We study the consequence of a non-standard cosmological epoch in the early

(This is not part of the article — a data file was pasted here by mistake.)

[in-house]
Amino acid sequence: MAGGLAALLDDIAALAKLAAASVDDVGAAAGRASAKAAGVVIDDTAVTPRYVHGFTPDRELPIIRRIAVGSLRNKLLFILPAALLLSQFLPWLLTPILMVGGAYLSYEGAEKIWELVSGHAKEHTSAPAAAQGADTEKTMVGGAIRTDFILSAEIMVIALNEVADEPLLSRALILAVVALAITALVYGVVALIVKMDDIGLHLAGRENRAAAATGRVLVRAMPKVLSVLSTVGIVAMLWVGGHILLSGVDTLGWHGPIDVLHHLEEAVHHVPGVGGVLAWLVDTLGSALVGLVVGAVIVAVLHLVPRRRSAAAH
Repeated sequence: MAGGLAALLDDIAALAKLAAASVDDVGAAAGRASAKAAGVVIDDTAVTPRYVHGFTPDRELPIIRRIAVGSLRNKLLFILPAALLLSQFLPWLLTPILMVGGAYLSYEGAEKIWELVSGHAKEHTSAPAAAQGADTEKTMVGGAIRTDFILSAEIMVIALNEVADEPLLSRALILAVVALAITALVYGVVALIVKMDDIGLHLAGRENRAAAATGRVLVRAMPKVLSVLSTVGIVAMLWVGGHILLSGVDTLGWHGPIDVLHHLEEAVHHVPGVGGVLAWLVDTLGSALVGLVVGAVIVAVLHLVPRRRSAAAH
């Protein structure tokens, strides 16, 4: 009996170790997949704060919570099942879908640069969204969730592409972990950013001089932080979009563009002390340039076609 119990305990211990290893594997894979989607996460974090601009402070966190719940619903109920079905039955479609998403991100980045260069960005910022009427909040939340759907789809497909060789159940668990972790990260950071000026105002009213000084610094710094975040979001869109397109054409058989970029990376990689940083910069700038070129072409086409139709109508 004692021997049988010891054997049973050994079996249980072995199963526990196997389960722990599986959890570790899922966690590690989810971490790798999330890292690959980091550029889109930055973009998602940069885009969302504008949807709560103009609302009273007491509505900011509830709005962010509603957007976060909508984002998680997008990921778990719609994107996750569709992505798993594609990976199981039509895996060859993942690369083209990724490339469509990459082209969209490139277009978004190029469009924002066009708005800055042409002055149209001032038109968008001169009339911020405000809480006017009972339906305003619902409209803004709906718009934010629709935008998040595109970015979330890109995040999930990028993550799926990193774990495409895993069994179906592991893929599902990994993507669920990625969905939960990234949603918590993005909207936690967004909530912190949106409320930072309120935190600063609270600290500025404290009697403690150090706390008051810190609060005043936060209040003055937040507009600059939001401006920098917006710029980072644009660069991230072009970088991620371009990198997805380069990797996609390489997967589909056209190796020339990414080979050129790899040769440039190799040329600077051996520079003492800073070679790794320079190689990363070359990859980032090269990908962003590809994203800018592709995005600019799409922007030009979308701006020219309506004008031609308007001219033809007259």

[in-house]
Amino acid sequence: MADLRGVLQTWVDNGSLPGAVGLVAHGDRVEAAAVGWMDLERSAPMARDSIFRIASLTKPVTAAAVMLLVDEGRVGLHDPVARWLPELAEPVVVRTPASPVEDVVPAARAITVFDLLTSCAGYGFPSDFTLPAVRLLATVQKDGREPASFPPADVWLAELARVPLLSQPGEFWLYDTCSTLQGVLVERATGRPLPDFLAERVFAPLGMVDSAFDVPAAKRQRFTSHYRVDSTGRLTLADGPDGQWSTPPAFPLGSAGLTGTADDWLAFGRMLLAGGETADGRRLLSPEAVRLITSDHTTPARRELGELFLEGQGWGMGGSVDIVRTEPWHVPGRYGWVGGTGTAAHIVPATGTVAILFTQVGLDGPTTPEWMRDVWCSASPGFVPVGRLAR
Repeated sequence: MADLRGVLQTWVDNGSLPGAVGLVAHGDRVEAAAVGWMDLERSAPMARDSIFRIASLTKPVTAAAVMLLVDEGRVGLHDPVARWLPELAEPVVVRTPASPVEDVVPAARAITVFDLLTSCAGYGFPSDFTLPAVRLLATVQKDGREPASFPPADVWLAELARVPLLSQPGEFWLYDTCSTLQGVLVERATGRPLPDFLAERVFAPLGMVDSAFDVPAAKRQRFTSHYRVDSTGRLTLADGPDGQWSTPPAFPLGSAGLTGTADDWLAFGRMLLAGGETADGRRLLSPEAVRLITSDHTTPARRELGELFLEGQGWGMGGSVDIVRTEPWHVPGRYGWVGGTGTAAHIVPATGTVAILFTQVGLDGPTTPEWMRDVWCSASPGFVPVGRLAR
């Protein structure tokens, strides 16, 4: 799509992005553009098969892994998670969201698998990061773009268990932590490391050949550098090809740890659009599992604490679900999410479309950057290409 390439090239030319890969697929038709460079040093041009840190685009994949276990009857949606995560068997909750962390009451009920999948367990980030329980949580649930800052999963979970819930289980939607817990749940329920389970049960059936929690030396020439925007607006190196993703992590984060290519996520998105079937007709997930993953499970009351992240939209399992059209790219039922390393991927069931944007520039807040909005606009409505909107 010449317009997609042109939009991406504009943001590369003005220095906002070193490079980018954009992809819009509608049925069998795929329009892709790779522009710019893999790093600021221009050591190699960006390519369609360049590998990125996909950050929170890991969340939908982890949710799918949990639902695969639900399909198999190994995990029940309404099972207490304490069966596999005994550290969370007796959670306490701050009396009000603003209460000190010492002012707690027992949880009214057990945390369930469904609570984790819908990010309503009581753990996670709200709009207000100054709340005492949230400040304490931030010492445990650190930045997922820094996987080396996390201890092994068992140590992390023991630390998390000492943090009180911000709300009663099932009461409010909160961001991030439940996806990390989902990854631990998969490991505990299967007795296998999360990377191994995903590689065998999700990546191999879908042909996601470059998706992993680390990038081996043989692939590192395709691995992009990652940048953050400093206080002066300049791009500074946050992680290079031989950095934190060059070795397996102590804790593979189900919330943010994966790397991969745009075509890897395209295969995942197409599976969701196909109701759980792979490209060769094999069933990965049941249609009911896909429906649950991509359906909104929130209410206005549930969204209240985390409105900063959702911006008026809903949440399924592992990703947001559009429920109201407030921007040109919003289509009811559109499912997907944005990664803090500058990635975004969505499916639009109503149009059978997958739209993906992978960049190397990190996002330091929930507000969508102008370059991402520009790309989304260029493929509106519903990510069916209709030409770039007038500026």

universe on the generation of baryon asymmetry through leptogenesis as well as dark matter abundance. We consider two different non-standard epochs: one where a scalar field behaving like pressure-less matter dominates the early universe, known as early matter domination (EMD) scenario while in the second scenario, the energy density of the universe is dominated by a component whose energy density red-shifts faster than radiation, known as fast expanding universe (FEU) scenario. While a radiation dominated universe is reproduced by the big bang nucleosynthesis (BBN) epoch in both the scenario, the high scale phenomena like generation of baryon asymmetry and dark matter relic get significantly affected. Adopting a minimal particle physics framework known as the scotogenic model which generates light neutrino masses at one-loop level, we find that in one specific realisation of EMD scenario, the scale of leptogenesis can be lower than that in a standard cosmological scenario. The other non-standard cosmological scenarios, on the other hand, can be constrained from the requirement of successful low scale leptogenesis and generating correct dark matter abundance simultaneously. Such a low scale scenario not only gives a unified picture of baryon asymmetry, dark matter and origin of neutrino mass but also opens up interesting possibilities for experimental detection.